Passwords and Their Impact on IT Support
Every three to six months, we all have a common experience: we get a message from one of our many web-based services that contain a simple request “Please reset your password.”
We then chase down the rabbit-hole of re-writing a memorable word or phrase with digits, punctuation, upper and lowercase numbers and - I kid you not - in some situations, emojis. I once heard the continued use of passwords described as a secret conspiracy launched by 3M to sell more post-its.
Not only is this is this process aggravating, not only does it make a system less secure, the added complexity and frequency of change makes remembering your password drastically more difficult. For the user, a forgotten password is simply a source of friction and frustration - for the company, the IT Support staff, it is actually the source of costs. An estimated 20 to 50 percent of all help requests regard resetting passwords. Forrester Research estimates that each reset can cost a company around $70.
Unfortunately, the password problem can’t be solved by a single company. Due to the required complex nature of passwords, users tend to take a single complicated keyword, and reuse it across multiple sites and services. This allows for a malicious actor to crack one password and then use it across the universe of accounts and services that the user has. All of that personal information, all of a company's proprietary information stored in a user account, banking and financial information - all unlocked by the same password that was guarding Fantasy Football scores.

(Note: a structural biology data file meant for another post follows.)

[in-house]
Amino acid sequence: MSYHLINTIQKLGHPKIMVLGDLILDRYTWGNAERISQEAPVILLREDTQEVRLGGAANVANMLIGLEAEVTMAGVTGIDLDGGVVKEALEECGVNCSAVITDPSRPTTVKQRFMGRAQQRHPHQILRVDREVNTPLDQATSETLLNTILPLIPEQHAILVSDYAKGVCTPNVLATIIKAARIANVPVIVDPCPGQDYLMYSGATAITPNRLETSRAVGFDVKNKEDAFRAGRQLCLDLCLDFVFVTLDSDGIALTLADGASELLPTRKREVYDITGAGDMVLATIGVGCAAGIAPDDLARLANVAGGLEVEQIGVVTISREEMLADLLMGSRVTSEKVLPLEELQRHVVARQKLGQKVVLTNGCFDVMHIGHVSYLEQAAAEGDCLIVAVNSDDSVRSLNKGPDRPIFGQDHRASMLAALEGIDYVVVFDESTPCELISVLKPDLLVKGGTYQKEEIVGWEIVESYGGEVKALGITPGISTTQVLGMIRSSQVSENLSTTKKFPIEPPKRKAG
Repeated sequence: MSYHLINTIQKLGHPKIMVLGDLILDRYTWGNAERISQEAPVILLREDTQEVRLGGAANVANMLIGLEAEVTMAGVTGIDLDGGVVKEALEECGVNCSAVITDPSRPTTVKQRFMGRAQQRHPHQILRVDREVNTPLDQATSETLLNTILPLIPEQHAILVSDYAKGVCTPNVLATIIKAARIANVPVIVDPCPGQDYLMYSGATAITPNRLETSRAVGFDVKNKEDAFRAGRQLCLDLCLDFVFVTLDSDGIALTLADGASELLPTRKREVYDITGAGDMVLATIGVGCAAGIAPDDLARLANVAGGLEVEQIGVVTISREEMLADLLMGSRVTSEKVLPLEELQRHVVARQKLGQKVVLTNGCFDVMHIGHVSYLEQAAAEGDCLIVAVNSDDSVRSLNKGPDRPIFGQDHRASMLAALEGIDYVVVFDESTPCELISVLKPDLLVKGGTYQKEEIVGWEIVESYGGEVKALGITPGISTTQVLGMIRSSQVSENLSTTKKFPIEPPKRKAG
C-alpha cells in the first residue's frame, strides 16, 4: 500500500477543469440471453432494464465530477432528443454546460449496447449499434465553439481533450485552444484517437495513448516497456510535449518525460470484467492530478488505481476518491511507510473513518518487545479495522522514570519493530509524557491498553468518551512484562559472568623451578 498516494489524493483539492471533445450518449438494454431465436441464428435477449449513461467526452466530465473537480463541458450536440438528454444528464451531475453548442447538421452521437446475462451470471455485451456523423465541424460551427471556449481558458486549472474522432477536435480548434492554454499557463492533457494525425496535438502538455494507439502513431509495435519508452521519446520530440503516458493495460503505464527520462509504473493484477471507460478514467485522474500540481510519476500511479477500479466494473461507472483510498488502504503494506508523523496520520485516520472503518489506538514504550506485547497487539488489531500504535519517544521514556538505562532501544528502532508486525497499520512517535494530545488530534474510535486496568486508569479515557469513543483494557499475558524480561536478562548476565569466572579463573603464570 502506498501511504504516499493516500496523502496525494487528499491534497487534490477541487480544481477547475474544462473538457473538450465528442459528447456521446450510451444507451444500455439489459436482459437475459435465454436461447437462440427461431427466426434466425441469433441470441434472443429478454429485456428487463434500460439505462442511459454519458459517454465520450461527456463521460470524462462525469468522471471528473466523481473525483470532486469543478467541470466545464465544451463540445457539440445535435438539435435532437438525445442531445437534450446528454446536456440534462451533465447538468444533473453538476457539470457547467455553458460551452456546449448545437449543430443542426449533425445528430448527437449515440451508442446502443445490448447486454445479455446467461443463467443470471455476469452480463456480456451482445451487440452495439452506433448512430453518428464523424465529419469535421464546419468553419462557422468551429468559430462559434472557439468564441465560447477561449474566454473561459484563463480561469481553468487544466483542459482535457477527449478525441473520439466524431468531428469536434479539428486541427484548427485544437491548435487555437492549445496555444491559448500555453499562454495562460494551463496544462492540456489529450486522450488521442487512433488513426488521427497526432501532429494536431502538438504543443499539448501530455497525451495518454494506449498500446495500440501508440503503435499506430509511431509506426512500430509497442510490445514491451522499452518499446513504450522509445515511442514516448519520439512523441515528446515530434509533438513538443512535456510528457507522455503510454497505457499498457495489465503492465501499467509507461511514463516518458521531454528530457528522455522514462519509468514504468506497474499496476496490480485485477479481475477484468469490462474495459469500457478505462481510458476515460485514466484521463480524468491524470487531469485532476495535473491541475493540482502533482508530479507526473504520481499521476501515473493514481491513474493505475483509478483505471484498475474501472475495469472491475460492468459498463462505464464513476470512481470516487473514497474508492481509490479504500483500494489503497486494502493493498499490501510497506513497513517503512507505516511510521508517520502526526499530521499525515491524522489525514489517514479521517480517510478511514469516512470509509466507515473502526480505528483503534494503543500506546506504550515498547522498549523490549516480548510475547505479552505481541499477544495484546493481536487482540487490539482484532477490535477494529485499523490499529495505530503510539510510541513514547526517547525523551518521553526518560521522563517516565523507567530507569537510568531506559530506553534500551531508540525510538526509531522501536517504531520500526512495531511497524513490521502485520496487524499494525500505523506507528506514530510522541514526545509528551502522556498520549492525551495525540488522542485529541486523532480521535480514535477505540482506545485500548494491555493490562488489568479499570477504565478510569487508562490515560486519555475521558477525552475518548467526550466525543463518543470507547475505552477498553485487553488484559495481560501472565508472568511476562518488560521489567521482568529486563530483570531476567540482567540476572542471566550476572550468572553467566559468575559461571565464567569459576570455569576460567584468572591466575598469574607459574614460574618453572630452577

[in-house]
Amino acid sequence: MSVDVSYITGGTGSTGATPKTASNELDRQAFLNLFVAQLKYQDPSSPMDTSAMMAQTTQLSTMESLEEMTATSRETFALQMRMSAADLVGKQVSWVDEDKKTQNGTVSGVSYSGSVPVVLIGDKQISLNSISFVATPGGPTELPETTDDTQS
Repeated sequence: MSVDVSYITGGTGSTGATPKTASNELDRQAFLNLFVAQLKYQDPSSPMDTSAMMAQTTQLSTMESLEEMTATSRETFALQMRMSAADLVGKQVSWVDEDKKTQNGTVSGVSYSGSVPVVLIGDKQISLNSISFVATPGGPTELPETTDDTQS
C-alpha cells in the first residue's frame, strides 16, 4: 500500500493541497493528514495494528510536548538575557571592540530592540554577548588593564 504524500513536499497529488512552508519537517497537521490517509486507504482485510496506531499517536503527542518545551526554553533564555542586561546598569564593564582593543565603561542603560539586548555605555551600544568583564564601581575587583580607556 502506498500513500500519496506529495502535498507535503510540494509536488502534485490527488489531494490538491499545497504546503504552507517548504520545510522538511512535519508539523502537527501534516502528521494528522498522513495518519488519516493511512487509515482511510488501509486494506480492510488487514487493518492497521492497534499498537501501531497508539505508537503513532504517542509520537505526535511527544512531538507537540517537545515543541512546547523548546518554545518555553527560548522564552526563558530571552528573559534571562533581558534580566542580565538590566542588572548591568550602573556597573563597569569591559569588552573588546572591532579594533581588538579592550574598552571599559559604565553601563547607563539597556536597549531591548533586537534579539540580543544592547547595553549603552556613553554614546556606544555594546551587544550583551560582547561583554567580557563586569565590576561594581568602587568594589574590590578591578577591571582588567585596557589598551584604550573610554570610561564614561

User friction and frustration generate another problem. As a user surfs a website, filling their cart with goods and products, they become more and more committed to a purchase. When it comes time to go through check-out, the user has to produce an account. They have to login with a username and password and input credit card numbers and delivery addresses. First time users expect this experience and tend to stick with it to completion - however, repeat visitors who have forgotten their password tend to abandon their cart. The frustration associated with passwords causes a loss in revenue and a loss in repeat customers.
Fortunately, a solution is afoot. Usernames and passwords are designed to prove to a service that a customer is who they say they are. They rely on a shared secret to authenticate the user. Authentication is a combination of a Claim and a Calculation. I claim my identity. The service calculates that only I would know the secret I had shared with them earlier so there is a high probability of me being me. Fortunately, shared secrets are not the only way to authenticate someone.
Multifactor authentication is the process by which identity is established by providing two of the following three things (1) Something only I would have, (2) Something only I am, (3) Something only I know. By leveraging multifactor authentication, the world can finally move off of usernames and passwords.
Nok Nok Labs is an expert in this field and is prepared to help your company navigate to a higher level of security with less waste and more fidelity. Our S3 Authentication Suite technology powers multifactor authentication through proven public-private key cryptography based on the protocol invented by Nok Nok Labs and popularized by the FIDO (Fast IDentity Online) Alliance. This protocol will allow a company to deploy strong authentication to their users and can drive better security, better user experience, decreased costs and improved revenue.
For more information on how your company can cut down on IT waste and enact multifactor authentication, read our newest whitepaper, “Strong Authentication: It is Time to Act.”